KUALA LUMPUR, Oct 18 — A month after Malay Mail’s report on the appearance of wild otters in Kuala Lumpur, an eagle-eyed plane spotter has taken photos of the critters near Kuala Lumpur International Airport (KLIA) in Sepang, Selangor.

The photos were given a shout-out by airport operator, Malaysia Airport Holdings Berhad (MAHB), on Twitter — cheekily posting that the otters were ready to assist international travellers passing through the airport.

"’Umm.. sir, how can we help you?’ asked these otters. Our planespotter friend recently spotted them near KUL,” MAHB tweeted, using the airport code for KLIA.

The post has since received a positive response from users.

The photos were taken by self-confessed “aviation geek” Nigel John Shim from Kuching.

On his Instagram account @kchavgeek96, Shim regularly posts photos of local carriers Malaysia Airlines and AirAsia.

Otters are an unusual sighting in urban areas, as these sleek, semi-aquatic mammals are normally found in coastlines, freshwater rivers, wild lakes, marshes and oceans. KLIA is located near a wetland nature preserve.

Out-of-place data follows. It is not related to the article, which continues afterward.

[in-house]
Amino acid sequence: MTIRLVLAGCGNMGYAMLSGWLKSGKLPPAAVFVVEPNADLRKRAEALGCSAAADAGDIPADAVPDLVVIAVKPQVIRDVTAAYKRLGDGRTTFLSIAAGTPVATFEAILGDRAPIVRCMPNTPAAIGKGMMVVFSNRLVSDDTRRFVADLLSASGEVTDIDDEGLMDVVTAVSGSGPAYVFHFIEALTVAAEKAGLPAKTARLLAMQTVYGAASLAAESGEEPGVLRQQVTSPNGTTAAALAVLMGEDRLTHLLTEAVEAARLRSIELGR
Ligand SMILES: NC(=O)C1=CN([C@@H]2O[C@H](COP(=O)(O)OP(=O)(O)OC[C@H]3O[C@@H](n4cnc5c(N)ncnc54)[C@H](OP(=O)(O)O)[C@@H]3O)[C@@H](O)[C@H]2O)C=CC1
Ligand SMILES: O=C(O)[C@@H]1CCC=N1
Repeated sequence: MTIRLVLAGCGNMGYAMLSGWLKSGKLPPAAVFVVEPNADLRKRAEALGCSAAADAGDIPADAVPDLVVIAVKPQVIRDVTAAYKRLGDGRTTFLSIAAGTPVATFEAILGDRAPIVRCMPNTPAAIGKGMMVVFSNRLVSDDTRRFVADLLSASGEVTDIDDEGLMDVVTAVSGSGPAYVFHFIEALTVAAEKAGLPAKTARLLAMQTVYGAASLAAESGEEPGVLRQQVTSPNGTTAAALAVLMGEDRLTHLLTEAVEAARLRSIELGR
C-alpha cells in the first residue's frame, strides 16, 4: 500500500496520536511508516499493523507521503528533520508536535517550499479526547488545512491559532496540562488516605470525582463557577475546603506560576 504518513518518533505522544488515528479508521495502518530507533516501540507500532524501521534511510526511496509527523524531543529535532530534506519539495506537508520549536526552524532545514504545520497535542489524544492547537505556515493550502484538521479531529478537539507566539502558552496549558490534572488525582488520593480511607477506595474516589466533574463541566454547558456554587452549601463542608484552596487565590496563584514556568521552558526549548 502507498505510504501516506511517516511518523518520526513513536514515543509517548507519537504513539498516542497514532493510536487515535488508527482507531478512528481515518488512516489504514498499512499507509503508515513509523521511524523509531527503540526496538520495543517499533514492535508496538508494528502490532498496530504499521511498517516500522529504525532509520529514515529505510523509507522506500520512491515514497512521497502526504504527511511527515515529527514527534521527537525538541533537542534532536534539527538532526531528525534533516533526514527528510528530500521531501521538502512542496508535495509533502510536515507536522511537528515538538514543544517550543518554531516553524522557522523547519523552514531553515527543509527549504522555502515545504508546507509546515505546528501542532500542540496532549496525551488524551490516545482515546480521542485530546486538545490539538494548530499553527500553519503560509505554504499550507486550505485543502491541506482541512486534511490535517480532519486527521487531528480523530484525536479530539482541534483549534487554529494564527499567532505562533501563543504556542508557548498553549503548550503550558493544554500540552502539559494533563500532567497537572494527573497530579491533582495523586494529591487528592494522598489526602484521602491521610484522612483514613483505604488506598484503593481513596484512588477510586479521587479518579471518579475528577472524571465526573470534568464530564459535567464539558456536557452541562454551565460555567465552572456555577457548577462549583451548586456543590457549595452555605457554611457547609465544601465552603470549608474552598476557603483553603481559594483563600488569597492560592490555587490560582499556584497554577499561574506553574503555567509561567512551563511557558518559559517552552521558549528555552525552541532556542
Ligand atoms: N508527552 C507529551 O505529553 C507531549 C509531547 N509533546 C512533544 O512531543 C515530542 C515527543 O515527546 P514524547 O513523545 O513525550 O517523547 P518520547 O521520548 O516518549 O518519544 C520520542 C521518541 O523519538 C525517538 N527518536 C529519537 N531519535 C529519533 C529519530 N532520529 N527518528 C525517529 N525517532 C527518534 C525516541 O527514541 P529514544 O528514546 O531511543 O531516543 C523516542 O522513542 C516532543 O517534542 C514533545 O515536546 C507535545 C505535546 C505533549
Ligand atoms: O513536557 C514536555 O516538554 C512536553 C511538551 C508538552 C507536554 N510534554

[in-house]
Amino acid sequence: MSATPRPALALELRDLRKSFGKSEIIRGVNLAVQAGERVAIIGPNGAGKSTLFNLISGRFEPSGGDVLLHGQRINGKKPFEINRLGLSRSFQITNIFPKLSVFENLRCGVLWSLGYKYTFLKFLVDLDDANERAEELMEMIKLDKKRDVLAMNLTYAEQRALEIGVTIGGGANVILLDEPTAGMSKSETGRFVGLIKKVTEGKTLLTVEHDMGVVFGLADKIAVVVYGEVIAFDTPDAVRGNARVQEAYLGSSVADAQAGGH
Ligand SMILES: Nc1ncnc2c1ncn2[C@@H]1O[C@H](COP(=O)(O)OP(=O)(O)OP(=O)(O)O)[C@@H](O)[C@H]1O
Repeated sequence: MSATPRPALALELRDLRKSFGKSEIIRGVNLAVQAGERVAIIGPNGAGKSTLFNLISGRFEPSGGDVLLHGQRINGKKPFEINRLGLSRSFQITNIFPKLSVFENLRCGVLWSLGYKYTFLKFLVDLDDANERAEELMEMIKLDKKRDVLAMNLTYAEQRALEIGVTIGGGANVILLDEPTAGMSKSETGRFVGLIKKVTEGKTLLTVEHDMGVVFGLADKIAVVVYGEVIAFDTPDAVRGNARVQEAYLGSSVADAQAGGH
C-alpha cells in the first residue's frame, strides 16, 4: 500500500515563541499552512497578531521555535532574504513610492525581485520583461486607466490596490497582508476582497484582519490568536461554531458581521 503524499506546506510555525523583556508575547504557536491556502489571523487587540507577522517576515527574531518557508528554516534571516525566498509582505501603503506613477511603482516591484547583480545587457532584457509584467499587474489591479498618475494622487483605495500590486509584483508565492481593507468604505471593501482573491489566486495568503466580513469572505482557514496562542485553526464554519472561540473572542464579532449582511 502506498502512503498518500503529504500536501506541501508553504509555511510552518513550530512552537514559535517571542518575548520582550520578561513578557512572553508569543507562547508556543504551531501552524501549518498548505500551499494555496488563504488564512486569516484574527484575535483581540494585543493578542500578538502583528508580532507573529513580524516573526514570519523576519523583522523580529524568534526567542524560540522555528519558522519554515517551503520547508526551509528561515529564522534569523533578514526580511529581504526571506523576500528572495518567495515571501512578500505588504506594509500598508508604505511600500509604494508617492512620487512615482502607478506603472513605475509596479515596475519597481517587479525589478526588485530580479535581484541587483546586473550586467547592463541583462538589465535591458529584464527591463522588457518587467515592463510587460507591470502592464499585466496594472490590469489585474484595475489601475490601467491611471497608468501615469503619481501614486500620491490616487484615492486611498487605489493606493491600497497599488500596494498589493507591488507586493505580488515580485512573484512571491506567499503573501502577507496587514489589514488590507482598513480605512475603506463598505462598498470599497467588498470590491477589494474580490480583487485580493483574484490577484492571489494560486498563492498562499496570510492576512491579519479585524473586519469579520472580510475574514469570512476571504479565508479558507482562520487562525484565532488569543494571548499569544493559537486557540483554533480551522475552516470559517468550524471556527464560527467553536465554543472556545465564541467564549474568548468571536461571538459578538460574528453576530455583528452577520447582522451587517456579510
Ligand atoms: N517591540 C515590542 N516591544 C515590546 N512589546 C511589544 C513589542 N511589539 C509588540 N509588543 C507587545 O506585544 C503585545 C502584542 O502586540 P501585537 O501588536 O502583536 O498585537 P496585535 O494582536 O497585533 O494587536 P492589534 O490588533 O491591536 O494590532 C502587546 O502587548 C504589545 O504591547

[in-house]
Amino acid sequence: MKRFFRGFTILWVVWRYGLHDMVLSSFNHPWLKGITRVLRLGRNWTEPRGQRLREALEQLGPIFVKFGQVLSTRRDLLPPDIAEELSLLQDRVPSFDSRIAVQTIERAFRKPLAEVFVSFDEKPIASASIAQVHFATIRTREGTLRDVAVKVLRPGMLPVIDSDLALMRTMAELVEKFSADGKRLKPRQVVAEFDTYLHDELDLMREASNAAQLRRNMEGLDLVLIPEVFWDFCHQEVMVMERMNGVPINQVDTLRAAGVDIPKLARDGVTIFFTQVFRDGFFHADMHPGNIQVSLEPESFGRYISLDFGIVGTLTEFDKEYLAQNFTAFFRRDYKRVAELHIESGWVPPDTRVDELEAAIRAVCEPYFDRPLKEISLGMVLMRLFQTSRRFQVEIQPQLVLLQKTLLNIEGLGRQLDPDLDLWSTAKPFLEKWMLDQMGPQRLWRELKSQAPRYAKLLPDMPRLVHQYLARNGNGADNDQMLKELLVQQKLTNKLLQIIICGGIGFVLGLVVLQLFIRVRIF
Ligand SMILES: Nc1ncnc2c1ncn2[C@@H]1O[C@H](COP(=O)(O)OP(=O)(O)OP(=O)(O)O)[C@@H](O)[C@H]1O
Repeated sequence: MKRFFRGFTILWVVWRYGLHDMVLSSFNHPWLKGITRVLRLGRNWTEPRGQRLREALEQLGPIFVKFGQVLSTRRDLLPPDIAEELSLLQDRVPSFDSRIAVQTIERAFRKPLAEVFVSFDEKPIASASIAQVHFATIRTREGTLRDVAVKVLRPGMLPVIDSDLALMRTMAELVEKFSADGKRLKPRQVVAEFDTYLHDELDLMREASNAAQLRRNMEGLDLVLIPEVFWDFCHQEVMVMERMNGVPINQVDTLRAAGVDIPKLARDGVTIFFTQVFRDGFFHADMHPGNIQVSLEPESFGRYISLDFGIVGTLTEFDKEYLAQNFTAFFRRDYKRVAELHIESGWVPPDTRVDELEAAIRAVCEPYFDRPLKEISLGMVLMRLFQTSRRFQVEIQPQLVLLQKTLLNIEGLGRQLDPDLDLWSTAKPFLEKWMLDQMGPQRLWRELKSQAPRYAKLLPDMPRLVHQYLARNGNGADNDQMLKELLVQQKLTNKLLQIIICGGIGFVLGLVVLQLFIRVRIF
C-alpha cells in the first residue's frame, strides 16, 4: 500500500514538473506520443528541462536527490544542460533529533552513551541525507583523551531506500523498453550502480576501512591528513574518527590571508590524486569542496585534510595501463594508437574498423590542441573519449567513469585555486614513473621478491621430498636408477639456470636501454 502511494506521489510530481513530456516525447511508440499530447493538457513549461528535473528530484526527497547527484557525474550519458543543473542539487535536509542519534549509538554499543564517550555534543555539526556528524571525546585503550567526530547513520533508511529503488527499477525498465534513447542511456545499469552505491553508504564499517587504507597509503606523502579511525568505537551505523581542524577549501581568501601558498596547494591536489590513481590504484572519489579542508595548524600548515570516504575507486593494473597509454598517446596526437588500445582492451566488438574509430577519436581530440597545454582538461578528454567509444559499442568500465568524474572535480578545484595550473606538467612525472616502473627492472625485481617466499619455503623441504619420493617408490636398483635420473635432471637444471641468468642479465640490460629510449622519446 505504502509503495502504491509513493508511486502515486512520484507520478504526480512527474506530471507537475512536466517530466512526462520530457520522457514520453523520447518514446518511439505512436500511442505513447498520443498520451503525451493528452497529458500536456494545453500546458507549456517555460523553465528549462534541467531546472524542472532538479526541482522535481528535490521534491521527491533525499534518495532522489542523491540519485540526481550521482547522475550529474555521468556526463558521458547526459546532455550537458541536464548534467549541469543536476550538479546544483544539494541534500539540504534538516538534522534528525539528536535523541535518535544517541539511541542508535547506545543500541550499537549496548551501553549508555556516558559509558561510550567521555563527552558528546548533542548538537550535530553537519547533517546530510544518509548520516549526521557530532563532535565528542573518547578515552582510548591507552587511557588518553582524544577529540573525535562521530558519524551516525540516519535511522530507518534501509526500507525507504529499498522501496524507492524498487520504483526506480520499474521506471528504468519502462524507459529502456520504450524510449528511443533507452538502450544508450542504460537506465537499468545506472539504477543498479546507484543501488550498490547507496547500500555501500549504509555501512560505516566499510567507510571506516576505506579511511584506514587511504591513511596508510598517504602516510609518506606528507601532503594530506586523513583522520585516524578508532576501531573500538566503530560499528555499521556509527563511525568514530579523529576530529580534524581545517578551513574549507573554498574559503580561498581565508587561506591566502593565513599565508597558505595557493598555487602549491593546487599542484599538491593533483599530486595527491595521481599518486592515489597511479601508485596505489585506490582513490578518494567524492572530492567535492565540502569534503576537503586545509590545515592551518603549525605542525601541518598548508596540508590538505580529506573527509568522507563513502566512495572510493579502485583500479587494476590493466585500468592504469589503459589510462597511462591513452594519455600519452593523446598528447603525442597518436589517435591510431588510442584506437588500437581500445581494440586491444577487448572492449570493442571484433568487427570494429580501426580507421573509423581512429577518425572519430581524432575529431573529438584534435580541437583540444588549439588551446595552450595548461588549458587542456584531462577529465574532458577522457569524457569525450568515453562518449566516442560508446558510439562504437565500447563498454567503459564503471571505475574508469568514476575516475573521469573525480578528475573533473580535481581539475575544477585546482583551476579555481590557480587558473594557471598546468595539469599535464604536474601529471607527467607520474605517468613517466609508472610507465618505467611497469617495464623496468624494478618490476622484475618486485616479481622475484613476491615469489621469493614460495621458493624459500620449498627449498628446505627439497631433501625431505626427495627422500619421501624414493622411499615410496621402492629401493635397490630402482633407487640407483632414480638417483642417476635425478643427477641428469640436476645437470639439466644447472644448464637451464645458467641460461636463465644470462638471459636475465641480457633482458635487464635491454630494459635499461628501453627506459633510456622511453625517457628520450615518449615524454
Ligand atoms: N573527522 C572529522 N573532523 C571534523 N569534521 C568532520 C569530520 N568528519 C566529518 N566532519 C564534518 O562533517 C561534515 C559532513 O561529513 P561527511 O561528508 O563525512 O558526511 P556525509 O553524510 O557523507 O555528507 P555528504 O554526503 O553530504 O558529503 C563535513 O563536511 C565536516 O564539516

In another cheeky tweet, MAHB also hoped the otters would not “waltz” onto the KLIA runway unlike the crabs in Sandakan Airport — a reference to an incident in June.

Last month, Malay Mail reported that otters were spotted at the Taman Tasik Metropolitan Kepong, a 222-acre public park located in North Jinjang.

They can be seen at noon when they emerge from their nests to hunt for fish, frolic and come onto dry land to bask in the sun.

Currently, experts are unable to ascertain how these otters made their way to Taman Tasik Metropolitan. They, however, have strongly advised members of the public not to disturb or feed them.

Currently, Malaysia is home to four protected otter species, including the smooth-coated otters (Lutrogale perspicillata) that are listed as “threatened”: Asian small-clawed otters (Amblonyx cinerea), hairy-nosed otters (Lutra sumatrana) and Eurasian otters (Lutra lutra).